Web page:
The Discover "Updates available" notification should let you open up terminal

Basically what the title says, I use Discover mainly as something that yells at me when I need to update, so when the “Updates available” notification pops up, it would be nice to have a button to open up the terminal on the pop up itself, even better if it let you customize it to open up a terminal and instantly run a command you put in (typically sudo apt-get update)

That implementation seems very subjective - it doesn’t seem generally useful, on one hand - on the other hand - it doesn’t sound like you are actually interested in discover at all - I mean it’s had a lot of functionality that you are completely disinterested in, you just want something that runs pkcon get-updates periodically and if there’s something returned - show a notification and offer to run a command for you. That seems trivial to script.

I have something similar using the “run command” widget: it runs some script every few seconds, and shows the result in the widget - if the widget shows something specific, I will click it, and the widget is configured to launch an application with specific arguments.

It should be pretty straightforward to do something similar that uses yad --notification --command="konsole --profile run-pkcon-upgrade" --text "you have updates" and create a konsole profile named “run-pkcon-upgrade” that just runs `pkcon upgrade" (or whatever command you want to use to run the system update).


I’ve looked into this a bit more, but I can’t find a way to show a system tray icon just with a shell (there are various relatively small programs that you can write, from Python to Go, but I decided not to mess with that).

My current fallback is using notify-send to show a persistent notification with a button you can click on to launch the update. You can do various things with cron but I decided the correct way to do it is with systemd (not the least because otherwise it is harder to get to the desktop), so you need 3 files that look like this:

~/.local/bin/ :


case $(notify-send \
	--app-name 'Updates' --action update="Update" --urgency critical \
	--icon system-software-update --hint string:desktop-entry:discover \
	'System updates are available' 'Click "Update" to launch the updater') in
update) konsole -e /bin/bash -c 'pkcon update; read -p "Update done...";';;

~/.config/systemd/user/notify-updates.service :

Description=Notify of system updates

ExecCondition=/usr/bin/pkcon get-updates

~/.config/systemd/user/notify-updates.timer :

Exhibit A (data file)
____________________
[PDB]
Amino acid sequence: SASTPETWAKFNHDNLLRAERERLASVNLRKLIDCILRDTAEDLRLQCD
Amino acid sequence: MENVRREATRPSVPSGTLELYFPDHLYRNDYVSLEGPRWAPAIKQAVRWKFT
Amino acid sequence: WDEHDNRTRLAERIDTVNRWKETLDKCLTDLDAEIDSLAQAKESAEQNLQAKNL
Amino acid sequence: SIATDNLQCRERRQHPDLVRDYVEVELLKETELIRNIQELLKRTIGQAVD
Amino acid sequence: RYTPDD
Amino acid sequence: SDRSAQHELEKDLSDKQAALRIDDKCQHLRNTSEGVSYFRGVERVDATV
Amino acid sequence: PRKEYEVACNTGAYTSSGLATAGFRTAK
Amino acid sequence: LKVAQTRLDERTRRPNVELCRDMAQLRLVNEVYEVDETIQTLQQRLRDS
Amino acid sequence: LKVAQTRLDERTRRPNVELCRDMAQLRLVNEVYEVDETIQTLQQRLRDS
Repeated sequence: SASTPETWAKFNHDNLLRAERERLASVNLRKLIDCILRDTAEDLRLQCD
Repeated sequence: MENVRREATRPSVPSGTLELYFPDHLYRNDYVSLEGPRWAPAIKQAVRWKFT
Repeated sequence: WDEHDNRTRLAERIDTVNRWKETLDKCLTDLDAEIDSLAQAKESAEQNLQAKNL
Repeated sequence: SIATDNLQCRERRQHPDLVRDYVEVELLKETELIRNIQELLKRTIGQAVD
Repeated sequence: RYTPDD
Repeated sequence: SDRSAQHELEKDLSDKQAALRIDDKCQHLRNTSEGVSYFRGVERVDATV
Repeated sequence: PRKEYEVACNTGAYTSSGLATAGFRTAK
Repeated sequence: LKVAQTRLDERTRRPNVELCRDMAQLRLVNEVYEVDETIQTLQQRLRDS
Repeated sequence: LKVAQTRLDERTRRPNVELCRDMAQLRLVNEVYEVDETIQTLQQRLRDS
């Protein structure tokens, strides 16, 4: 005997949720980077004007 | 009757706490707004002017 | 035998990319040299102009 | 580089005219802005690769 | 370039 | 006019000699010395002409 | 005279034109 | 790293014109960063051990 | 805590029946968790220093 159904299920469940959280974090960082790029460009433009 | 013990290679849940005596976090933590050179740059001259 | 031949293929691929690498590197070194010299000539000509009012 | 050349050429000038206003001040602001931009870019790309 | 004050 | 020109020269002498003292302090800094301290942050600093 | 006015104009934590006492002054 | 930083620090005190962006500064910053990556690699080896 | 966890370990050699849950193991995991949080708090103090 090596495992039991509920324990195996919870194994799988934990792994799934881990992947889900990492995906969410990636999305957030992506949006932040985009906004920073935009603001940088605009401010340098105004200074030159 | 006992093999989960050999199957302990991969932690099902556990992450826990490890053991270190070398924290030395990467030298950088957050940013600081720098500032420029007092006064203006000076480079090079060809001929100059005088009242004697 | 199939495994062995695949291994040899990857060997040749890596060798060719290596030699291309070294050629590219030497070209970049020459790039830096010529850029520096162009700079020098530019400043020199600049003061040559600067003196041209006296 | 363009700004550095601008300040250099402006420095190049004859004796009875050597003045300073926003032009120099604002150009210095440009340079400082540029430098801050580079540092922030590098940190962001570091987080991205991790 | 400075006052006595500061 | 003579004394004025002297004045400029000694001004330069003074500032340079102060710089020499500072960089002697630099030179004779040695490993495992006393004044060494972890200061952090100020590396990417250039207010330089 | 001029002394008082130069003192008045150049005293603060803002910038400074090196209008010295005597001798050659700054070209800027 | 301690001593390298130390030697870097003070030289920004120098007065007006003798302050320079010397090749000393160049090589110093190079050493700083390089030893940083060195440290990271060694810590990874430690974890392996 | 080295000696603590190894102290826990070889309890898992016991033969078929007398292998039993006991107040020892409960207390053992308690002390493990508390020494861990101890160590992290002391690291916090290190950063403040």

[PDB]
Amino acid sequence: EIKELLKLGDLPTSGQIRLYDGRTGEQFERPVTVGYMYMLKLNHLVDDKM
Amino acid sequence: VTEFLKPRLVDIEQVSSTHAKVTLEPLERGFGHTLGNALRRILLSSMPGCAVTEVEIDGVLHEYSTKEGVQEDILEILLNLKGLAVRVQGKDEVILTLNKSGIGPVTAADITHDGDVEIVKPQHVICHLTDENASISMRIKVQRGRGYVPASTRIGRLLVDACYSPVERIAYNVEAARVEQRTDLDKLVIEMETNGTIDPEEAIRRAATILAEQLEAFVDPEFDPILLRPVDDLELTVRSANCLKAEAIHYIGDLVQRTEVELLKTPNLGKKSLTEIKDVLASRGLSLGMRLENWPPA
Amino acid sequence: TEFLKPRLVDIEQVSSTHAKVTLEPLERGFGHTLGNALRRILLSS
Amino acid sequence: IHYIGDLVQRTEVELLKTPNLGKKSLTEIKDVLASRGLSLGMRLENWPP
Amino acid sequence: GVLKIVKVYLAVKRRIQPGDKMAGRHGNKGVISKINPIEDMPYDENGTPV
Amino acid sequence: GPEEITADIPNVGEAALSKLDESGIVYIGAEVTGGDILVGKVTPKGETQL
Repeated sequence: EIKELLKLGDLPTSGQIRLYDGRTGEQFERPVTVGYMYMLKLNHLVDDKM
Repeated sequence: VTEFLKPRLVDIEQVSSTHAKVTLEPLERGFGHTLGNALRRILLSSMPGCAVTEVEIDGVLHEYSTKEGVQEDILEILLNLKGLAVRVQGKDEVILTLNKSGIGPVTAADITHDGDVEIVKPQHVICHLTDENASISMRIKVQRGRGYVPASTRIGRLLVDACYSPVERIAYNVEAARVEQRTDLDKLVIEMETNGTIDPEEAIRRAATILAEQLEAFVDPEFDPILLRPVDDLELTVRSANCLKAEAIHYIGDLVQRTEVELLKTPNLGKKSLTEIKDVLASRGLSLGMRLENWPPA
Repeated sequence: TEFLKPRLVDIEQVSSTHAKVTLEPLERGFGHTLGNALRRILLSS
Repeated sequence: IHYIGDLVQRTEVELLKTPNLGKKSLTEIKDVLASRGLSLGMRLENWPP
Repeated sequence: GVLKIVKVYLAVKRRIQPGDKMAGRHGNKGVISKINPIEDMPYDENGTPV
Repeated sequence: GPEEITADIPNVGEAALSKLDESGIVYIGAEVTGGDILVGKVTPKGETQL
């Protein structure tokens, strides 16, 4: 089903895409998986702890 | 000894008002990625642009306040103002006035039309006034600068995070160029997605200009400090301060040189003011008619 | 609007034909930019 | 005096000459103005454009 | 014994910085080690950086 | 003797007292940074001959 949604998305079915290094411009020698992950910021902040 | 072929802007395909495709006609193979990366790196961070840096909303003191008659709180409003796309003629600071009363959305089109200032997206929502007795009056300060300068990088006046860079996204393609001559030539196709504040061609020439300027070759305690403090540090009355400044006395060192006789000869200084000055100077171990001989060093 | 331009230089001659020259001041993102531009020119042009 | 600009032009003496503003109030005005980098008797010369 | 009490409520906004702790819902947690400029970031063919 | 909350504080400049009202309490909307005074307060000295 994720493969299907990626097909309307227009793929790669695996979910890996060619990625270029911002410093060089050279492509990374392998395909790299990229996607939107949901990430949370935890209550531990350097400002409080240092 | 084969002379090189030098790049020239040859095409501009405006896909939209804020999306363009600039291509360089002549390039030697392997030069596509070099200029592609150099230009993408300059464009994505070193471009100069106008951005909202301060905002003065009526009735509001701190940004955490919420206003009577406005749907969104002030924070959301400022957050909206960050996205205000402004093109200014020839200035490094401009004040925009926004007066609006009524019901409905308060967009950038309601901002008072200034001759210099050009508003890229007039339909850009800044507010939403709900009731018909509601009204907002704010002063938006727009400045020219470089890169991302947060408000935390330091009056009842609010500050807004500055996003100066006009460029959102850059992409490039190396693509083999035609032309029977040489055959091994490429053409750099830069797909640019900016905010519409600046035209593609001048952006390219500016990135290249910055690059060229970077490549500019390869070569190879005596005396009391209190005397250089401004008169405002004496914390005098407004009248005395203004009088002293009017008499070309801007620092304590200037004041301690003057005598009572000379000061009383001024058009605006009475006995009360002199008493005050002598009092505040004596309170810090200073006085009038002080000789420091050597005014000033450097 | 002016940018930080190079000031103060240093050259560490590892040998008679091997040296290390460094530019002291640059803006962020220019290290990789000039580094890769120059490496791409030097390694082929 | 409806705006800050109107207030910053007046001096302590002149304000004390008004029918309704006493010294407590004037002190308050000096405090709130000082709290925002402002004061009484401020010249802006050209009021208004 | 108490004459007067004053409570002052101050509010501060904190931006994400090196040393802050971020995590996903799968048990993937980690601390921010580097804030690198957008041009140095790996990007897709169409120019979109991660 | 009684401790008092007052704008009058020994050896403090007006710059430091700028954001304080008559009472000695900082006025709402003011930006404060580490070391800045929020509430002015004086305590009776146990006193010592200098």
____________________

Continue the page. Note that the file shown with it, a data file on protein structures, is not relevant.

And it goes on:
Description=Notify on system updates



Then to activate it run systemctl --user enable --now notify-updates.timer. This will then run - as long as you are logged in to the desktop - a timer on every quarter hour that will activate a service. The service will first run pkcon get-updates, and if that returns 0 (it will return 5 if there are no updates) then it will start the script that will show the notification and launch konsole for you.

I resorted to following plasmoid in lack of an independent newmail indicator without having to use kmail/akonadi.
I think it could make a nice update checker as well and should even work on systems (such as Devuan or FreeBSD) without relying on systemd.

Personally I wouldn’t go for yad but for kdialog or notify-send. ymmv.

I prefer kdialog as well, unfortunately it doesn’t support showing an app indicator. I understood from yad’s documentation (and tutorials) that it does - but that didn’t appear to be the case - so I used notify-send.

1 Like

thumbs up same here. I think notify-send is a good solution.

I’ve replaced the existing update notifier with a custom one using the plasma widget Scriptinator with several shell scripts.
Basically, as a result: (1) my custom update notifier updates mirrors, and checks software updates periodically, showing the update icon in systray when necessary, with three different color dots depending on the number of packages to be updated.
(2) Clicking the update icon shows the list of upgradable packages, with several action buttons at the bottom, offering you to use either the terminal, the package manager or Discover to perform the pending update(s).